Though she may no longer be with us, Pleasant Valley goalkeeper Schyler Herman is still kicking butt and taking names both on and off the soccer field.


On Feb. 15, Schyler’s father, Mike Herman, announced that the SchylerStrong Foundation was able to donate $5,000 to Children’s Hospital of Philadelphia in honor of the beloved goalie who passed away from an aggressive form of leukemia in October 2018.


The funds were accrued through online donations on Giving Tuesday via Facebook and the SchylerStrong website, along with a sizable contribution from the SchylerStrong Foundation.


The funny thing is, some of those funds came through due to a small but impactful mistake.


Last week, when the money from Giving Tuesday finally came through, Herman put a post on the SchylerStrong Facebook page noting the funds, but he forgot to uncheck a box on the post that asked whether it was a fundraiser in and of itself.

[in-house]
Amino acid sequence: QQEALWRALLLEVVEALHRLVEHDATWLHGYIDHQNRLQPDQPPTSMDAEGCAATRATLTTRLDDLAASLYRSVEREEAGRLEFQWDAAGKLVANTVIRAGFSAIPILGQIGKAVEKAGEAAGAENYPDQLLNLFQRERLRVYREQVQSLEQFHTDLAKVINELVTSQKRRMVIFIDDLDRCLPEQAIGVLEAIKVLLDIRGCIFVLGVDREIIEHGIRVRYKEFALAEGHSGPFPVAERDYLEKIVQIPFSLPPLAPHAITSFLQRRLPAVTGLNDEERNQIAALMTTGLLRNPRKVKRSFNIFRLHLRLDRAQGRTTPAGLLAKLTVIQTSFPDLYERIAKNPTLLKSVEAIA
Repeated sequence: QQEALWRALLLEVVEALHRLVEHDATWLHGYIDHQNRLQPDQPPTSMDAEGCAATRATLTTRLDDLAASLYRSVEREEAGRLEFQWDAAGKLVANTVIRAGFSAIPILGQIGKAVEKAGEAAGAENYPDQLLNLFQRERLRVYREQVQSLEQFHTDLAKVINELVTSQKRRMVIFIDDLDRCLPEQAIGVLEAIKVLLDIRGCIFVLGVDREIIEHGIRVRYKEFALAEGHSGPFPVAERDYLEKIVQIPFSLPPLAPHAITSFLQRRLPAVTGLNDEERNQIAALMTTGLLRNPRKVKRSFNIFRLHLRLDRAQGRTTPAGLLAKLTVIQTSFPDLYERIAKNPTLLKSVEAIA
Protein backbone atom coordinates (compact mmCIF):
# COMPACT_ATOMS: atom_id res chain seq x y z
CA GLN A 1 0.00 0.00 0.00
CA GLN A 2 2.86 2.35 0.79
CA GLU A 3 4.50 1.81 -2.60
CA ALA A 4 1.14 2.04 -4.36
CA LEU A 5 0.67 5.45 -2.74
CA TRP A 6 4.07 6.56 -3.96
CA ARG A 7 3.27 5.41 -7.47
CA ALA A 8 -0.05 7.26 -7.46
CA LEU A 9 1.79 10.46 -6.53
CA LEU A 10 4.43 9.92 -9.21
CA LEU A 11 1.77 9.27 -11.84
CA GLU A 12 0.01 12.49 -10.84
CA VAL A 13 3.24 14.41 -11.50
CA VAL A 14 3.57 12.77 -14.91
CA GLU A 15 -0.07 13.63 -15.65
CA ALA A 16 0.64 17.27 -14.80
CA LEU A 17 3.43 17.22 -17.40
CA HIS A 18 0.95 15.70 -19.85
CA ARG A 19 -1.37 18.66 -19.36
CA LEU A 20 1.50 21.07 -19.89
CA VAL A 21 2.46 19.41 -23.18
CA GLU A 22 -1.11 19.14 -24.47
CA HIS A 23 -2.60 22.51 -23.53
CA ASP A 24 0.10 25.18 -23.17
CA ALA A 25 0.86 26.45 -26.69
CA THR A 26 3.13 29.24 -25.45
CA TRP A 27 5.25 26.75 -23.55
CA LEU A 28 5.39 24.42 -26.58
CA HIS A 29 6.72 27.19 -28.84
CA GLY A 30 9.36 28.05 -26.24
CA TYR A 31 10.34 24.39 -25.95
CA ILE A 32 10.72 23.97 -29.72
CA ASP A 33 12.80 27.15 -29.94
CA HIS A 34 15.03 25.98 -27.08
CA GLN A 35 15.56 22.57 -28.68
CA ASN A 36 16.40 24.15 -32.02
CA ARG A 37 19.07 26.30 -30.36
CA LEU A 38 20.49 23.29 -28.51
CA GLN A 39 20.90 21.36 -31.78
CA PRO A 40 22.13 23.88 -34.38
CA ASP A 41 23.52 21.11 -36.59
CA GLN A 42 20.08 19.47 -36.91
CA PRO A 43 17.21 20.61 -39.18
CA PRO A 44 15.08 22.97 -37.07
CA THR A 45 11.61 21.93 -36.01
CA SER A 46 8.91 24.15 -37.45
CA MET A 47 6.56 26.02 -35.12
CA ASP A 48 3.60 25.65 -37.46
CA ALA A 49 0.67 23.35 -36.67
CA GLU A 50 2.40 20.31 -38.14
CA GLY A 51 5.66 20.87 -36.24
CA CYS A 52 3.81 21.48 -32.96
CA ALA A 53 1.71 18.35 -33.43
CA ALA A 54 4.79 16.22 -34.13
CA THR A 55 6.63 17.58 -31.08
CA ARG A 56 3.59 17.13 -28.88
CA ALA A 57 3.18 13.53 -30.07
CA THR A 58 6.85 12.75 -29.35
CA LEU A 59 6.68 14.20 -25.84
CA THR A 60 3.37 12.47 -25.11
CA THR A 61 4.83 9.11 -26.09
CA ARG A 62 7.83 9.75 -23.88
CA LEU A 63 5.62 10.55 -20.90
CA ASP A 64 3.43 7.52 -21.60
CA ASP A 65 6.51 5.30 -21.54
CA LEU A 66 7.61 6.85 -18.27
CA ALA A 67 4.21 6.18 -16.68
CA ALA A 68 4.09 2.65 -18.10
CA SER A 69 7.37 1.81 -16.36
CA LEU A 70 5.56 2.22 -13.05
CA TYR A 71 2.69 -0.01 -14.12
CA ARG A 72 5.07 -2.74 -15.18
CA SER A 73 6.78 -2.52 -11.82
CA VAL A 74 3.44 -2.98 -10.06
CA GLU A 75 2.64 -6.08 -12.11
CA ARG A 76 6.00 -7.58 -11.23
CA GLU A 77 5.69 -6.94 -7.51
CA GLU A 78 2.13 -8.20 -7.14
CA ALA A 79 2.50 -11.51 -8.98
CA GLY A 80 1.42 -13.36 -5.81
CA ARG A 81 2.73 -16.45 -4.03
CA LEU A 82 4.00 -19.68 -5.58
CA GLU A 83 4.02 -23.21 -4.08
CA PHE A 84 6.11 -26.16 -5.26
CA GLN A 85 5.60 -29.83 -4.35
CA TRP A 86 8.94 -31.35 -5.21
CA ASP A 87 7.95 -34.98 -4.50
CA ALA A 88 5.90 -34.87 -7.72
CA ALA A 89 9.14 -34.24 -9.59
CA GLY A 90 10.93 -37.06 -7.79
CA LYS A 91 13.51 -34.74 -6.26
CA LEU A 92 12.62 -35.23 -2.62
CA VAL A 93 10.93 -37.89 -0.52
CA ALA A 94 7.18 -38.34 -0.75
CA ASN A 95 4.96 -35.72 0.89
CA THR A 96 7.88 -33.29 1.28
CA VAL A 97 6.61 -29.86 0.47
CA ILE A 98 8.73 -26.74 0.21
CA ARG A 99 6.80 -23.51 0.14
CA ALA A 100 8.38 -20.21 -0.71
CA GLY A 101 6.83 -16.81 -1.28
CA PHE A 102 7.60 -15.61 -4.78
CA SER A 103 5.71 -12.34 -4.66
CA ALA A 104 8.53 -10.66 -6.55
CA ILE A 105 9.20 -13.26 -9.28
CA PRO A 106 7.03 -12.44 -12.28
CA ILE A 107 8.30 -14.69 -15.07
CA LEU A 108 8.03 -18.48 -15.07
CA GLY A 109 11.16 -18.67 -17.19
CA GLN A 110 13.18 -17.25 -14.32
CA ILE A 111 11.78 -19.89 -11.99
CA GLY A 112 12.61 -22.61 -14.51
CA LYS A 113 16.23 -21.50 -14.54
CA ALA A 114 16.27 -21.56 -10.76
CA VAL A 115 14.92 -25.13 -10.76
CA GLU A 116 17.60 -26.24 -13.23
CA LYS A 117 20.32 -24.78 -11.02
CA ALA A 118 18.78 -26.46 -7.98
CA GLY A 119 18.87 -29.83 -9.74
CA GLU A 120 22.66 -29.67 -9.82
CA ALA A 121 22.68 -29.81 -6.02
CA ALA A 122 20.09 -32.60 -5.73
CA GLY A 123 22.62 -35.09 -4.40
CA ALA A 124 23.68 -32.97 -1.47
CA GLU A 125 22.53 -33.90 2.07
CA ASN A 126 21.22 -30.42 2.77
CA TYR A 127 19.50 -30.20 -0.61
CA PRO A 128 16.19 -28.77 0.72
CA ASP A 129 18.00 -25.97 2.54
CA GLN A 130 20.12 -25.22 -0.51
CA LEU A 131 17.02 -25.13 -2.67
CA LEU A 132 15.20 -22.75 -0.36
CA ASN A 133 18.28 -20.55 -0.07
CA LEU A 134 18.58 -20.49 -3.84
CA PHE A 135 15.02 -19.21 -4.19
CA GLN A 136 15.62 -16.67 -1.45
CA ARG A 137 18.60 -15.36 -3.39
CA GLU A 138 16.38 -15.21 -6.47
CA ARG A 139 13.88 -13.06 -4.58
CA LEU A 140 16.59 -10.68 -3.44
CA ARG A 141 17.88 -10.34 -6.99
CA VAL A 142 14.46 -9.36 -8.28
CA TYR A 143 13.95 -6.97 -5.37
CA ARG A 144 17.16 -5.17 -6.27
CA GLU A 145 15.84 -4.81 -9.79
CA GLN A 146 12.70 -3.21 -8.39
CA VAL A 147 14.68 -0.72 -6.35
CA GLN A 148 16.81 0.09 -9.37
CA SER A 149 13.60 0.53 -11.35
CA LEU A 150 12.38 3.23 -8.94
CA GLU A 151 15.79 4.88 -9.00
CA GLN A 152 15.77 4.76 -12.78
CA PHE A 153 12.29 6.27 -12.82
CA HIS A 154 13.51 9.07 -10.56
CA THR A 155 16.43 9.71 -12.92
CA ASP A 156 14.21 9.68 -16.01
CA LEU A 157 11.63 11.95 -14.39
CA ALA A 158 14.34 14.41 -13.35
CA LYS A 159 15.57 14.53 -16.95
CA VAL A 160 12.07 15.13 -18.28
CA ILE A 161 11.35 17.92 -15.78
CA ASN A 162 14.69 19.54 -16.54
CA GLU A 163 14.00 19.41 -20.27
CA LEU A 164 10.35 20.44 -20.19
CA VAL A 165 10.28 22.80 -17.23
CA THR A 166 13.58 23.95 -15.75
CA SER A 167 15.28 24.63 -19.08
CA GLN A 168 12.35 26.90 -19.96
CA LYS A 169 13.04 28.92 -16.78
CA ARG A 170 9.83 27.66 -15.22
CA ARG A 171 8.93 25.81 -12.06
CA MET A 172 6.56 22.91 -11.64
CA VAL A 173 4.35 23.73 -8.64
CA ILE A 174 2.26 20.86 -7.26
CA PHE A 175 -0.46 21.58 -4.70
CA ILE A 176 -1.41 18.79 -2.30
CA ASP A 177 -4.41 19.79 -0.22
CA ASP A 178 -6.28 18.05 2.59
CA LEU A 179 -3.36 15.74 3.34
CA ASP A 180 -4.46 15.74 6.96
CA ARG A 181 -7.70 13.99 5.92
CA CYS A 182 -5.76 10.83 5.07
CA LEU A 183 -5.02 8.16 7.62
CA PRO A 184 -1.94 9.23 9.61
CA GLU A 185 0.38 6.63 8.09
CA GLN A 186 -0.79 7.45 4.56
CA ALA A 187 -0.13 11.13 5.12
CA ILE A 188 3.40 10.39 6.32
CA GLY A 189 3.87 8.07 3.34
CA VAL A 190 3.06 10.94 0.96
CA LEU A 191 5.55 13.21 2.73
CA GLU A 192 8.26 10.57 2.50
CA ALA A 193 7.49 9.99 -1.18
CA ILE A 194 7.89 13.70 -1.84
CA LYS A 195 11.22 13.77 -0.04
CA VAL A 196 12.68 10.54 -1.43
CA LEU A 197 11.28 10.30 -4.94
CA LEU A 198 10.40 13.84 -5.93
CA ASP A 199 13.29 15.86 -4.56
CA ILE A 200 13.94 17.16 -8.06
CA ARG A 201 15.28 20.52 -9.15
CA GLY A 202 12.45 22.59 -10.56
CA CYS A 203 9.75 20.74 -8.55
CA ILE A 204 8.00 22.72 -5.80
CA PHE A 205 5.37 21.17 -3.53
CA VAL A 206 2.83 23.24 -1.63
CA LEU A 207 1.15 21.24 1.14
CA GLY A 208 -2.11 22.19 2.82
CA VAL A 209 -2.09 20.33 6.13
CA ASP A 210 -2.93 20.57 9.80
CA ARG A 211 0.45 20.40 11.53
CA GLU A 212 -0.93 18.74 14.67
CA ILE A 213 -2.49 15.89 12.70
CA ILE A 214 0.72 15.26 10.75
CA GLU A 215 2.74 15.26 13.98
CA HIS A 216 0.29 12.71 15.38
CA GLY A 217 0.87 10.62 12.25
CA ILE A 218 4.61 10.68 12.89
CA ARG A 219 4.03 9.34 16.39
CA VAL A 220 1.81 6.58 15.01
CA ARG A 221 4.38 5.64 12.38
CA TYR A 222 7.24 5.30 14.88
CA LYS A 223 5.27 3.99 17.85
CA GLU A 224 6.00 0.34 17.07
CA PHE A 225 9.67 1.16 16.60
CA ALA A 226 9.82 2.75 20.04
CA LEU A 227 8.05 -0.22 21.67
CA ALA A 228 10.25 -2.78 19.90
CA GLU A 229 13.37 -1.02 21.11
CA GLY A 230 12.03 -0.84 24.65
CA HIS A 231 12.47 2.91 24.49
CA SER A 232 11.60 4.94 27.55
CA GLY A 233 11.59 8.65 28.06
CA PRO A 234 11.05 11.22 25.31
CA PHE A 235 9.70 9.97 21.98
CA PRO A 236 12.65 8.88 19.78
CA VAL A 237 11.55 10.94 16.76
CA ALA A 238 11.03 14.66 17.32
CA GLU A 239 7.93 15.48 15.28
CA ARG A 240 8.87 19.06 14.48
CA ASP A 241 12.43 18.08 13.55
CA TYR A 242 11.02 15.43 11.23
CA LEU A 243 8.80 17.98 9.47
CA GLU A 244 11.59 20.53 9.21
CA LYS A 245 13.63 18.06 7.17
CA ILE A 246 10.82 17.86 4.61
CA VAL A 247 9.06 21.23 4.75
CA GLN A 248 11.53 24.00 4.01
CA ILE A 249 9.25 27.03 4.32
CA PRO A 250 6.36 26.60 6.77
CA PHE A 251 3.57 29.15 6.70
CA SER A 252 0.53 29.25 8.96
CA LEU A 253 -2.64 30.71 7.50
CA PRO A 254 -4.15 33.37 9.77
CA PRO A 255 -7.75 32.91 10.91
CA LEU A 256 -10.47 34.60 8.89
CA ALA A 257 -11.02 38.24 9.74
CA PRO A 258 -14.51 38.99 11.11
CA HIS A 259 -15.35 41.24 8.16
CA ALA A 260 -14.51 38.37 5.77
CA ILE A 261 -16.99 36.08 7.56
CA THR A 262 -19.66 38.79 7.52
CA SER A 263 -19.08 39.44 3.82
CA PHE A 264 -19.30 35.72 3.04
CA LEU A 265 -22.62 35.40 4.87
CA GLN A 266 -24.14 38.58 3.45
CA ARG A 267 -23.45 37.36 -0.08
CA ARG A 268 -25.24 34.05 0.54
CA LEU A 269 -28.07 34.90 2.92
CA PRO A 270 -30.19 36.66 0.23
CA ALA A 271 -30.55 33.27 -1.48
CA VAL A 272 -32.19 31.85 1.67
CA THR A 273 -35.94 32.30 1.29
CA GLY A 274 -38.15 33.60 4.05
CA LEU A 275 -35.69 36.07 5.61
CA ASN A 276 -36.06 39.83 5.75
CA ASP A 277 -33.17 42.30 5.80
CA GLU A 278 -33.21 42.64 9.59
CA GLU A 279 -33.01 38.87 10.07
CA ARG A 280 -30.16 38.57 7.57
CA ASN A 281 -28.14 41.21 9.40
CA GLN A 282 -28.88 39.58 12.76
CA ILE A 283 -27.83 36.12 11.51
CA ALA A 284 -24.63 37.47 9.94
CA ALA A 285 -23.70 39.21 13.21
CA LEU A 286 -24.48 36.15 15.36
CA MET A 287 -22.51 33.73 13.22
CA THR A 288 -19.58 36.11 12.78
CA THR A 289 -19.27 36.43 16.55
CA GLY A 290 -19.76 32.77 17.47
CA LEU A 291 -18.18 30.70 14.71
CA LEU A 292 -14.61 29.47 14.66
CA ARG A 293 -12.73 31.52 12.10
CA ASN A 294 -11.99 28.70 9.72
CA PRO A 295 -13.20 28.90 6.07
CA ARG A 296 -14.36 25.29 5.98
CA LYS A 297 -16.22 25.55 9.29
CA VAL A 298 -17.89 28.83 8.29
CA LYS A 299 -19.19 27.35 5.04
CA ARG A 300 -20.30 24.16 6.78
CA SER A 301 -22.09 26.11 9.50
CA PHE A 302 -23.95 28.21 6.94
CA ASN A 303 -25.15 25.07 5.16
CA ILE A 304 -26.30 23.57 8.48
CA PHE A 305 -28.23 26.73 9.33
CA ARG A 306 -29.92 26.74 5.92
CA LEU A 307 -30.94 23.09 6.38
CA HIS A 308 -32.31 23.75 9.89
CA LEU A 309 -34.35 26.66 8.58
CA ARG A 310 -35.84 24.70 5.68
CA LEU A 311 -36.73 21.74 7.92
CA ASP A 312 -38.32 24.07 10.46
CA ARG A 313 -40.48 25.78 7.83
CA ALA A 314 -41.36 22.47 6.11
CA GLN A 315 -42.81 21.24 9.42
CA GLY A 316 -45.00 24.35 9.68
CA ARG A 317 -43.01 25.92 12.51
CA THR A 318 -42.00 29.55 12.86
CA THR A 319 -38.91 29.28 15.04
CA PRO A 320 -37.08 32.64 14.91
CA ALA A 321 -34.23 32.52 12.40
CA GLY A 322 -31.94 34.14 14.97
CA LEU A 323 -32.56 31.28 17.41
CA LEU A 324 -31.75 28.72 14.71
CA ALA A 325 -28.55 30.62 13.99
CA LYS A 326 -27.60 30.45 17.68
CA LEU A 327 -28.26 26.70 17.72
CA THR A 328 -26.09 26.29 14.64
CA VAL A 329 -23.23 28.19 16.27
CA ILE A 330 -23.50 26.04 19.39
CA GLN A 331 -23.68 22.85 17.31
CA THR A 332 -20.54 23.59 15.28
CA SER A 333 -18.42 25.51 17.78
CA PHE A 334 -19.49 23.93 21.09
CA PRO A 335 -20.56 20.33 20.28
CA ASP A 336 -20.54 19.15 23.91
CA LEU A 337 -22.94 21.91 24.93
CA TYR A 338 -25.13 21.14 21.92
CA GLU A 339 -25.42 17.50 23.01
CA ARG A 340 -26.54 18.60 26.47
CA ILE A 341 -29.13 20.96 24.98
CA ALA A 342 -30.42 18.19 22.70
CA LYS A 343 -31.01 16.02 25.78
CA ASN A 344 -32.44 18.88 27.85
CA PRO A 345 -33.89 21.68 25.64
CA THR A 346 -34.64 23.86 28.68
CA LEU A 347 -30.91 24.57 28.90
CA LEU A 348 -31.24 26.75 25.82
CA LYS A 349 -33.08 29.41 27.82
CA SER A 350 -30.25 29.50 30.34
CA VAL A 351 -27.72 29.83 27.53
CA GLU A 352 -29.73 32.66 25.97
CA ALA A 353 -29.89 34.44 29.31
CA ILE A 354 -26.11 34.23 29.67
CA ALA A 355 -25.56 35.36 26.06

"It started the fundraiser, and I didn’t even realize it," Herman said. "I went back an hour later to check my spelling, because my wife always catches one spelling error and then makes fun of me constantly for hours. So, I went to double check, and we already had $210."


Knowing that the funds would be returned if they shut down the fundraiser, Herman opted to keep it going, amassing another few hundred dollars.


The contribution was specifically earmarked for the research team of Dr. Sarah Tasian, Schyler’s oncologist and a noted researcher in the field of childhood leukemia.


"She was happy with that, she was thrilled because they don’t get a lot of donors specific to her research lab," Herman said.


And while that $5,000 was incredibly helpful, it was only a small part of the contributions that SchylerStrong and the Hermans have provided to Tasian and her team.


In September, the group gave $10,000 to Tasian’s team, with $4,000 coming from Facebook contributions, and two $1,000 donations from The Olsen Christmas Wish, a charitable program created by Stroud Area Regional Police Officer Chris Shelly, and Maren’s Fierce Fighters, a 501c3 group that supports research for childhood leukemia.